Given that the New Mexico Catholic Conference is supporting legislation designed to fund “early childhood education” programs like First Born – and that similar programs around the country have widespread support among Catholics – it’s critical that they understand the complete package they are being asked to buy. 
Catholics get bullied a lot.  “How can you be so fanatical,” we’re asked.  “Look at all the good work of this program.  Would you really jeopardize that good work simply because of one, small aspect that you don’t like?”
This is the response: “How can you be so fanatical that you will jeopardize the good of this program to force acceptance of this one, small aspect?”  
Maybe, looked at like that, it’s not so small.
Spero columnist Stephanie Block is the author of 'Change Agents: Alinskyian Organizing Among Religious Bodies', which is available at Amazon.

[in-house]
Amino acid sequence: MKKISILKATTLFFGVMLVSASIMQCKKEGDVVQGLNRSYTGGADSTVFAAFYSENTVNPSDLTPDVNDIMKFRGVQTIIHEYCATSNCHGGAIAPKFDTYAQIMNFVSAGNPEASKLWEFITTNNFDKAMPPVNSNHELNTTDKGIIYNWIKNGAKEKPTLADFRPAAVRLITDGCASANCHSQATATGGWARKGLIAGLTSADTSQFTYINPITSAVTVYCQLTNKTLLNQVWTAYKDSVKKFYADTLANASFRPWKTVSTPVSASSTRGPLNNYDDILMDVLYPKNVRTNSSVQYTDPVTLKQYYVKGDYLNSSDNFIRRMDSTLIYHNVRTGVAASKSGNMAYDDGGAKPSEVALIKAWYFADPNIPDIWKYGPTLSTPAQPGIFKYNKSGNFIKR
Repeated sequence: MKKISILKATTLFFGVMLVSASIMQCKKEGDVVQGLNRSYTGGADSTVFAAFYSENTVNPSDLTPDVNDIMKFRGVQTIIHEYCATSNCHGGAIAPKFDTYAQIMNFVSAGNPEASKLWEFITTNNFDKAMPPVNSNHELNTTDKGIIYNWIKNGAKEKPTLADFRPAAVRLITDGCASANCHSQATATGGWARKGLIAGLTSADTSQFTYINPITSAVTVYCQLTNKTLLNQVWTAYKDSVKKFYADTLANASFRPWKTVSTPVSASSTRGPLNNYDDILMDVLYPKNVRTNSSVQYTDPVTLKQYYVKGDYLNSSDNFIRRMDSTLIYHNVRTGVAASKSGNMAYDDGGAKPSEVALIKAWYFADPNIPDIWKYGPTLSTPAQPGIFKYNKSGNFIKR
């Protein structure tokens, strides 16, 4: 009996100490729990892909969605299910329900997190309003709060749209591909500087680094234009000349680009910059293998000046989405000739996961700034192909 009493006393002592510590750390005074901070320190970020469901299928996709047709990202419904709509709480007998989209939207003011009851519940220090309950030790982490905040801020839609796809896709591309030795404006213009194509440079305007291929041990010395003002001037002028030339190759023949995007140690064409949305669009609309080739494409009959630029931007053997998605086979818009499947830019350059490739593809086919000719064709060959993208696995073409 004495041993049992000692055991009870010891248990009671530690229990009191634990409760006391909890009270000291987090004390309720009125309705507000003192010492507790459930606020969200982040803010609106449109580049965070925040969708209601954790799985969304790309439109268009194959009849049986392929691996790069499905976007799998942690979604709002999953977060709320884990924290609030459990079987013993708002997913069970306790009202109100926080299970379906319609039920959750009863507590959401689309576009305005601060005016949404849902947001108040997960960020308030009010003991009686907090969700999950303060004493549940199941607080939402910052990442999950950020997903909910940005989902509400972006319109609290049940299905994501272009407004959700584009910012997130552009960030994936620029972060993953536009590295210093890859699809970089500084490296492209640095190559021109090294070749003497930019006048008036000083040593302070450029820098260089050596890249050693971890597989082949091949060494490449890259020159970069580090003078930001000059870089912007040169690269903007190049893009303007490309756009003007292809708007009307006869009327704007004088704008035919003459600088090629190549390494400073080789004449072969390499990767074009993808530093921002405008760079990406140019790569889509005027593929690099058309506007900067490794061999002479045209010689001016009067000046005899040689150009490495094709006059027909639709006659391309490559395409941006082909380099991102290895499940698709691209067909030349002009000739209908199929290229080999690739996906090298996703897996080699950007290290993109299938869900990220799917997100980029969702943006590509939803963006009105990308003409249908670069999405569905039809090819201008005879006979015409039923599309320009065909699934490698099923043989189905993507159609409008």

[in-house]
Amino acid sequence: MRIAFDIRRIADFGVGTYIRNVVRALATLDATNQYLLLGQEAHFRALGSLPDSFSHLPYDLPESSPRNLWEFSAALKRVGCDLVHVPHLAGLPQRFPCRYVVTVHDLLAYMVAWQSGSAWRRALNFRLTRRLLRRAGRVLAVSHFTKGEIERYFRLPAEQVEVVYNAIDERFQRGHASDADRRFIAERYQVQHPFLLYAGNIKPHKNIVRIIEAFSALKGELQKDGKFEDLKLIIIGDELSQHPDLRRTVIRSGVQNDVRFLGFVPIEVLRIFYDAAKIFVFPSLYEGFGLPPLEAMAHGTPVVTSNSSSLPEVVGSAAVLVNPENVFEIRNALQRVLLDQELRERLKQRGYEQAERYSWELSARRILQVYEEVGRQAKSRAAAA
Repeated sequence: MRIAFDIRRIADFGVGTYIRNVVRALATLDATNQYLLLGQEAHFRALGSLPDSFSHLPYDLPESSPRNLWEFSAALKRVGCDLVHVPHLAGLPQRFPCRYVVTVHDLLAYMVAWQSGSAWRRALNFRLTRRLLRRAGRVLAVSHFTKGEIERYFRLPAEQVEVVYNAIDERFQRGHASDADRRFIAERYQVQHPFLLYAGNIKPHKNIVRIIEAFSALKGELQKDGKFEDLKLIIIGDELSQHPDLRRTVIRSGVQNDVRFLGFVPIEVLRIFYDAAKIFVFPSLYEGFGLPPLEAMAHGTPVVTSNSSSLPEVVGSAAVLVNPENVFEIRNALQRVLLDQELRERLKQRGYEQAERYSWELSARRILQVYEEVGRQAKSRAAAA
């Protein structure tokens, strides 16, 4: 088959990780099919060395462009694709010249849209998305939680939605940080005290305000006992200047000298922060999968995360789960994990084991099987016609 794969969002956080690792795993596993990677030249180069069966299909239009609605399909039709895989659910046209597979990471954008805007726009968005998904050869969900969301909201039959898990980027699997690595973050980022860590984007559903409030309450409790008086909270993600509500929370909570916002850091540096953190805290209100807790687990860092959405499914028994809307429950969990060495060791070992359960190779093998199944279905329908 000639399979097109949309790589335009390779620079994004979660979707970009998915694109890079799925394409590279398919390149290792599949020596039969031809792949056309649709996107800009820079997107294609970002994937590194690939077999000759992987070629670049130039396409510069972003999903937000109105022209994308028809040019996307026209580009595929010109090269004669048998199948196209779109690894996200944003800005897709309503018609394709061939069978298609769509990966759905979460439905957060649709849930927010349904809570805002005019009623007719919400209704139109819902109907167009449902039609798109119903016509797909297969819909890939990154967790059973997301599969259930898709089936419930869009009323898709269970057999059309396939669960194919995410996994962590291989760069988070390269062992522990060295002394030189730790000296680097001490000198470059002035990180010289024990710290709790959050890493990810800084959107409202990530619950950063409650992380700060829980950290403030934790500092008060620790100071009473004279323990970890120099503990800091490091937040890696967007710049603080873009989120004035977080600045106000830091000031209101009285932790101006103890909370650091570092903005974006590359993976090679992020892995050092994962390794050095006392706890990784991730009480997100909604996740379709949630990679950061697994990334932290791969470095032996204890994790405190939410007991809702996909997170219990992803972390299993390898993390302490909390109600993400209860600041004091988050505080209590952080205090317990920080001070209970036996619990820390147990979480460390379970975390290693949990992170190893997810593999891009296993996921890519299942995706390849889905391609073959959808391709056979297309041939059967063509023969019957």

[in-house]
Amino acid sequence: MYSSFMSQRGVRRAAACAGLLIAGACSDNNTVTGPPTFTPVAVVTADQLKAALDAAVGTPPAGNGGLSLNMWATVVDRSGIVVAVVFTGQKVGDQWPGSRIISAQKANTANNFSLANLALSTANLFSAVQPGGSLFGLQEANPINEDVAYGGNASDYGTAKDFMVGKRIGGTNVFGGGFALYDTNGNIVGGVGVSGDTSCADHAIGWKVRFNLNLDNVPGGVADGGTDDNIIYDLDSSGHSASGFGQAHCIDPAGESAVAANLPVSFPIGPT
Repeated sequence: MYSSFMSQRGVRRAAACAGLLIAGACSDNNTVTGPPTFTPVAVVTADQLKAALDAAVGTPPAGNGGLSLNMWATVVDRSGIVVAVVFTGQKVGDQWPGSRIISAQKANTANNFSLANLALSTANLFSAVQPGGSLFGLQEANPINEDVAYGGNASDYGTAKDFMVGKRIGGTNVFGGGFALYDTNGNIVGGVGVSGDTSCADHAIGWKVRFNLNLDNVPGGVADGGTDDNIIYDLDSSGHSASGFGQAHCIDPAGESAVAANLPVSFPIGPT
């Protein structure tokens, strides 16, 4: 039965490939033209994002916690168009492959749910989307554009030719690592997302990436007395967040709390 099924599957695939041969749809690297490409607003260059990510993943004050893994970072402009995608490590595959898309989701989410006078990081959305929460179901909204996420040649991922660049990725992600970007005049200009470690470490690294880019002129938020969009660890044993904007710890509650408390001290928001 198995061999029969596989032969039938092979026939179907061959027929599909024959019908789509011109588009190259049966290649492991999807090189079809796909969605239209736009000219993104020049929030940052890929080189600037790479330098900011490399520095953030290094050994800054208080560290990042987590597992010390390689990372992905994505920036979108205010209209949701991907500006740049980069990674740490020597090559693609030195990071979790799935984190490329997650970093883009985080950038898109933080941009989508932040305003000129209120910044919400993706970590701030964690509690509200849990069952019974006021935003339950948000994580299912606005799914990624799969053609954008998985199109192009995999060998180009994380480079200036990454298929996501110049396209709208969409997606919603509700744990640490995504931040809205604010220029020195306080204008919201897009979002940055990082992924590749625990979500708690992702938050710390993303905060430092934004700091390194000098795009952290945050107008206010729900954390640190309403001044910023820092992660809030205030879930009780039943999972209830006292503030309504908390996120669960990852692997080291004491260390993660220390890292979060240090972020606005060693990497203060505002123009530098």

[i] “Early Childhood Home Visiting Program: Take Action Now to Promote Quality Services for Children Experiencing Homelessness,”    
[ii] Ivan A. de la Rosa, Joanne Perry, Lisa Dalton, and Victoria Johnson, “Strengthening Families with First-Born Children: Exploratory Story of the Outcomes of a Home Visiting Intervention,” Sage publications, 2008: 
[iii] See:, pp. 9, 28.
[iv] See, pp. 226, 279.
[v] See:, p. 285.
[vi] See, p 5.
[vii] All further quotes and references will be from this document (see note ii) unless otherwise noted.
[viii] Los Alamos National Laboratories Foundation: